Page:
3 Ways to Live Pain Free with Yoga
3 ways yoga may help with your aching back.
Yoga 22nd Dec, 2020
A pain free existence eludes some. Back pain affects many people around the world. Whether it is temporary, from a specific injury, or long-term, a sore back can have a big impact on your life. Yoga postures have been used as part of physiotherapy regimes for decades. If it’s done properly, it can really make a difference. It is also incredibly accessible. If you are interested in trying it out, yoga is so widespread that you can probably find a class near your home. The three benefits touched on below are just the tip of the iceberg. You may find yoga is your new favourite exercise and stress reliever, all rolled into one.
Pain Free Tips:
Strengthen Core Muscles:
The primary way yoga helps ease existing back pain is by strengthening the core muscles in your abdomen. The different postures require balance, to do them correctly you have to engage your core (the muscles you suck in to shrink the appearance of your gut). It takes time to develop your core. The majority of physiotherapists start people on a six week course of exercise and then encourage patients to keep doing them after this ends.
Over the course of those six weeks, many people find their back pain is either reduced to manageable levels or has disappeared completely. Strengthening, and then maintaining your core, can also prevent recurring or future issues.
A secondary way that yoga can help with back pain is by improving your flexibility. The postures that require stretching really allow you to uncurl knotted muscles that may have been held rigid for years. Regaining your flexibility can allow you freedom of movement you had forgotten was possible and is an excellent relief for back pain.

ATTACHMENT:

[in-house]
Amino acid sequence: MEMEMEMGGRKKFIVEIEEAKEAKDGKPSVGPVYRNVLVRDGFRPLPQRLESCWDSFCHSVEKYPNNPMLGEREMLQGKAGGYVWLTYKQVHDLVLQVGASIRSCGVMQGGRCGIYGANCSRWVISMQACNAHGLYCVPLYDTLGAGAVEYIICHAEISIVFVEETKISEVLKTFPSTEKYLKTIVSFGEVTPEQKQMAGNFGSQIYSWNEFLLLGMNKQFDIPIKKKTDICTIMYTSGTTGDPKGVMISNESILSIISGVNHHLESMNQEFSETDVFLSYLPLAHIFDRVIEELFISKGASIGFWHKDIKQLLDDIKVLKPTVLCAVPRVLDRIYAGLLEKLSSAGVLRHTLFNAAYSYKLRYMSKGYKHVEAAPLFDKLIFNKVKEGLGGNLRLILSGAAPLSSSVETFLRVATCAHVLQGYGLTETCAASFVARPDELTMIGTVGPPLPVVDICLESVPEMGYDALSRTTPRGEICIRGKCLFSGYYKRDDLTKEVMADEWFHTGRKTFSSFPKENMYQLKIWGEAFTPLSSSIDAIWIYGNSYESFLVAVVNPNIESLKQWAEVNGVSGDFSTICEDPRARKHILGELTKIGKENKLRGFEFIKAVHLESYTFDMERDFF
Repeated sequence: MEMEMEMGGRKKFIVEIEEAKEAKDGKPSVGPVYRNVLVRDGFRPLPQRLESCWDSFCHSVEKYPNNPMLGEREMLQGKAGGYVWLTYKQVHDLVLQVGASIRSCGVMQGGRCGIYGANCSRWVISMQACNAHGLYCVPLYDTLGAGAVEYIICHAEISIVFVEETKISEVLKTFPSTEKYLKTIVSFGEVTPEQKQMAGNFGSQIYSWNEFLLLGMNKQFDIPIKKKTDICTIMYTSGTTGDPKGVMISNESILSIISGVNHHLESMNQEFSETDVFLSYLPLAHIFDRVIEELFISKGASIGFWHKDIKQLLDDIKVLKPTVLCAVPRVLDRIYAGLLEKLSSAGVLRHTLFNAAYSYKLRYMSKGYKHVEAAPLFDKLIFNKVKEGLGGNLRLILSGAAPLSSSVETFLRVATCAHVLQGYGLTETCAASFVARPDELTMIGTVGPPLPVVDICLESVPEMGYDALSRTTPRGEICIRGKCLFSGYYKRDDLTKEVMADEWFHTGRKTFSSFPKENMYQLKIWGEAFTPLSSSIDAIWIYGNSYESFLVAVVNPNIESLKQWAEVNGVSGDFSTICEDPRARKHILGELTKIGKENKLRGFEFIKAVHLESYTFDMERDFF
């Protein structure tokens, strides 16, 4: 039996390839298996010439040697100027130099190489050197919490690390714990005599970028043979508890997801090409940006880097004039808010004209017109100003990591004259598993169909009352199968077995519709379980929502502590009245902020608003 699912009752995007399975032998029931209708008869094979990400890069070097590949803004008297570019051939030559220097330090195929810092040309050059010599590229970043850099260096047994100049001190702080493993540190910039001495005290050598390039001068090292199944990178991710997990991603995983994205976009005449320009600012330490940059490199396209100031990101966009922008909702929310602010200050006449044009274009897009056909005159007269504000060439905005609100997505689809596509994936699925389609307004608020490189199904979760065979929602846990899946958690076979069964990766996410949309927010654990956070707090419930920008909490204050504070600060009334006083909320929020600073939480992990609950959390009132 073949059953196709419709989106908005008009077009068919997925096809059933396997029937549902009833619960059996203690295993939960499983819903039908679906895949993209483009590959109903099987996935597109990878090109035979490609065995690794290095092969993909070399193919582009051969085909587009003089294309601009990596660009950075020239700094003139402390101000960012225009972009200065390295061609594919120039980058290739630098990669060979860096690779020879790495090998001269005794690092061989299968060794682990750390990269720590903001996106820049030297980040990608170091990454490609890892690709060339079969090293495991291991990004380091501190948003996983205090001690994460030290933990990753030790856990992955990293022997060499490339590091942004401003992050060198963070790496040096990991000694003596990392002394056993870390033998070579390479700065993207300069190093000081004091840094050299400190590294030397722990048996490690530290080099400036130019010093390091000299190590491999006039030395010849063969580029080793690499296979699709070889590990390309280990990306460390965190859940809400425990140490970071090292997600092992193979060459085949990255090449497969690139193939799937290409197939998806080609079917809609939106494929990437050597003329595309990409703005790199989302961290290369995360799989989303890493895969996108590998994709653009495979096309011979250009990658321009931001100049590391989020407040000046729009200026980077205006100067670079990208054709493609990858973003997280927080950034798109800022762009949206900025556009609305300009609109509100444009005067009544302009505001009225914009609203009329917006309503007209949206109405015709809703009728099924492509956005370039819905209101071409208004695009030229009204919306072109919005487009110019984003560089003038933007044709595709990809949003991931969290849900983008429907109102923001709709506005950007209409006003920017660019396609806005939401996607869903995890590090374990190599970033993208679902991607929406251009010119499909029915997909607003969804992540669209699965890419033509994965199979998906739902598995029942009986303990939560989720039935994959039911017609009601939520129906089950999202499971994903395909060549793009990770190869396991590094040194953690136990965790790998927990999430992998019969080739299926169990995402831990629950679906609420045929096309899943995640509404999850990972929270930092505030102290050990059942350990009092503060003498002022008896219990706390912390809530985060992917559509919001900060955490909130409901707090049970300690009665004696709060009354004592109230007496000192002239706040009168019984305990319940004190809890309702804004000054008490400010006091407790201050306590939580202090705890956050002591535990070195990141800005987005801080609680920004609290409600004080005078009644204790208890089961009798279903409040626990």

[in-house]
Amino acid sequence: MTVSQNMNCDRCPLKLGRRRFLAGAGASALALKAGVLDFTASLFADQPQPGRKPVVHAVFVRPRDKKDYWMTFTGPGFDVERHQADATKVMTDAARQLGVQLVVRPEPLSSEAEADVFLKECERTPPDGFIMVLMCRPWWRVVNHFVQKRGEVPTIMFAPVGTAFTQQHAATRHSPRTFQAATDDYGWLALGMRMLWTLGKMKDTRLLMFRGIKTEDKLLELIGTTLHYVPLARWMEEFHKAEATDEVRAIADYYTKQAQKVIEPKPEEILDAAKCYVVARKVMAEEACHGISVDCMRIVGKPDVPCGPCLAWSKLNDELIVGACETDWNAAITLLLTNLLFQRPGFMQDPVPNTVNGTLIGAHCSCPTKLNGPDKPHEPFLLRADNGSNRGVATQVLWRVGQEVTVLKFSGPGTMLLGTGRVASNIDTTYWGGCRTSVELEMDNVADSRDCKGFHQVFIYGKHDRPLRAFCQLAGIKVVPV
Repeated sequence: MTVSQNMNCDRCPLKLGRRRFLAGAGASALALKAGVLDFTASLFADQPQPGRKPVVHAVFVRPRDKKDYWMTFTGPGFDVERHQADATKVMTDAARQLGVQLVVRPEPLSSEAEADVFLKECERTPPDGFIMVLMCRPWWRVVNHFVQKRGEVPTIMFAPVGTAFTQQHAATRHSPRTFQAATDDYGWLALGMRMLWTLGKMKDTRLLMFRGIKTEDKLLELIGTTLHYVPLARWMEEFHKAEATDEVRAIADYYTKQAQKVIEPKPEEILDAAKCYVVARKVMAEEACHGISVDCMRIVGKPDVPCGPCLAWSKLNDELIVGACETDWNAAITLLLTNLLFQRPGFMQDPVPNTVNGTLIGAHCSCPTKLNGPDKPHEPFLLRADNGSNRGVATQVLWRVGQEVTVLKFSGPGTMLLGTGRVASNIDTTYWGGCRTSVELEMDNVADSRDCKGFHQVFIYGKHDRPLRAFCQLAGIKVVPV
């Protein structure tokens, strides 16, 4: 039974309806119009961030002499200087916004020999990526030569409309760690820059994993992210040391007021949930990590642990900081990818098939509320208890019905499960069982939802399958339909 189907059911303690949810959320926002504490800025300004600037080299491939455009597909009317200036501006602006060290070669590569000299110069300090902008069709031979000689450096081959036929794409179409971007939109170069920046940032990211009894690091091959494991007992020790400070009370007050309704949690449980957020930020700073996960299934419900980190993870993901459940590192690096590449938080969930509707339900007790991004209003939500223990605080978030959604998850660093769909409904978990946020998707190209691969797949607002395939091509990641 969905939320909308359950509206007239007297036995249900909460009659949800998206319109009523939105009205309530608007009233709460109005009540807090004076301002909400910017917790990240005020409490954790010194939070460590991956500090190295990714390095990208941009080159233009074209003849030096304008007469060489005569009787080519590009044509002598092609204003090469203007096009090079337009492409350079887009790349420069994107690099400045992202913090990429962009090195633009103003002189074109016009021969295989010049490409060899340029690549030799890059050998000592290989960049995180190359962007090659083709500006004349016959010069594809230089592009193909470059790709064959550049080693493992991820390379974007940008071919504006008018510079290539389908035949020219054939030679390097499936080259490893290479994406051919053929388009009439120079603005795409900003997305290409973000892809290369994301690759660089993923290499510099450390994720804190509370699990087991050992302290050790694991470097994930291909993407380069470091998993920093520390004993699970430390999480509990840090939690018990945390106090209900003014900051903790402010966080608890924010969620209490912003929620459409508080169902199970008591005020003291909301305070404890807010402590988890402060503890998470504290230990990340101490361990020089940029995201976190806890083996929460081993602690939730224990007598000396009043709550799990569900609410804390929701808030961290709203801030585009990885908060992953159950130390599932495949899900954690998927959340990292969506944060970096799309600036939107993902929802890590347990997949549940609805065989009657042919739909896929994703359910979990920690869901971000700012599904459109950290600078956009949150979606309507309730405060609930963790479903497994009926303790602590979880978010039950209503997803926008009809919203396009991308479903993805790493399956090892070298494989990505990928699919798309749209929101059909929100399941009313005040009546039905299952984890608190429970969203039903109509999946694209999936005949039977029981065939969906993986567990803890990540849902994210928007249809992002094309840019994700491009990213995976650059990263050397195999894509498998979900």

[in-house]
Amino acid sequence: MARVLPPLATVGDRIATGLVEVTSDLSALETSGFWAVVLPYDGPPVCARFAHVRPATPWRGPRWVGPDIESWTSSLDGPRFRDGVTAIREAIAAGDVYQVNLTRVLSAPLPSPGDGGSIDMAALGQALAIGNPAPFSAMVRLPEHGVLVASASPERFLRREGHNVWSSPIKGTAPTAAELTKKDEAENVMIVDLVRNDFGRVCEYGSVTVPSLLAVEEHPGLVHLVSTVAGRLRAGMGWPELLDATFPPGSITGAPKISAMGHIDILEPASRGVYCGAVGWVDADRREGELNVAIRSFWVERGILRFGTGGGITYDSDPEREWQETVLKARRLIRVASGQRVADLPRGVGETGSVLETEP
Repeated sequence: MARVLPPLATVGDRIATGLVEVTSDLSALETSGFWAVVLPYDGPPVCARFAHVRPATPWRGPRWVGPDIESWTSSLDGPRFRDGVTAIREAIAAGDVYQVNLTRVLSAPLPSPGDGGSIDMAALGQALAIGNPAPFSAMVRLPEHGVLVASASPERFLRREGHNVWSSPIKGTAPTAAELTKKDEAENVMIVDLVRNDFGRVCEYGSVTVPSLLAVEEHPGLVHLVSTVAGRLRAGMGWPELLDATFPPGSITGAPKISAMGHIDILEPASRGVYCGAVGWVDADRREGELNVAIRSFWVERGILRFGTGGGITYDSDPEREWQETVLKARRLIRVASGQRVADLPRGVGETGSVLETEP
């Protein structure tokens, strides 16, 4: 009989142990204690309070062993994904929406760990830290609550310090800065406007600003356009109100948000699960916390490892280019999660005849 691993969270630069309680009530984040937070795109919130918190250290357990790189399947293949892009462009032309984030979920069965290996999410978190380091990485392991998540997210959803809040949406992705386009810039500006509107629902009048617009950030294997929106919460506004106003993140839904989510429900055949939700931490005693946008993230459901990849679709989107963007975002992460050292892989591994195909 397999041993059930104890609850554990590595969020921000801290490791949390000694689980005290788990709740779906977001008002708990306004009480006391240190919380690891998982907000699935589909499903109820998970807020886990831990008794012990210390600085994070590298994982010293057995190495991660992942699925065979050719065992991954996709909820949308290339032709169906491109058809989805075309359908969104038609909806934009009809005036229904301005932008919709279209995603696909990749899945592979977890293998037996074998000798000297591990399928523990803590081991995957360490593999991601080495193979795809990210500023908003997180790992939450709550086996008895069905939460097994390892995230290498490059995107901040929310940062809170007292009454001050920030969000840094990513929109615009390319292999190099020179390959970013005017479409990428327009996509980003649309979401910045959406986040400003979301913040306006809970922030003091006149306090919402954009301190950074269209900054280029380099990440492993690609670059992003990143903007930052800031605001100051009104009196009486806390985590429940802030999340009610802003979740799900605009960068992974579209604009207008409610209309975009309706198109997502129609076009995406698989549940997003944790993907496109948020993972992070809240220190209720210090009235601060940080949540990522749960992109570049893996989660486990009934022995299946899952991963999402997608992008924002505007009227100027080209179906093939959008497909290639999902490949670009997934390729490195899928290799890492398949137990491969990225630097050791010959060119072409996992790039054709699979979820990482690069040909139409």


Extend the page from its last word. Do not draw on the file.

Yoga was originally developed, practised by millions of people, as a meditative, spiritual, and physical exercise. This aspect means that even when you are simply using yoga as exercise it can help you to relieve stress. It does this by using postures (body positions that your instructor will guide to you into), which you hold for several moments, or minutes when you are more experienced.
Doing this requires concentrating on what you are doing which, in turn, means you are not thinking about anything else. It allows you to stay in the present, focussed on what you are doing, not on your problems.
While yoga has been used by millions to help with musculoskeletal pain, your case is unique to you. Suffering back pain can be severely debilitating. You should always consult a professional before undertaking any exercise. Most yoga teachers will be able to let you know if they can help, but you may need physio or prescribed painkillers.
If yoga is recommended for you, or if you are just interested in its benefits, then seriously consider giving it a try. After all, learning yoga could help to ease your back pain and even prevent you having the same problem again, restoring a freedom of movement you thought had gone forever.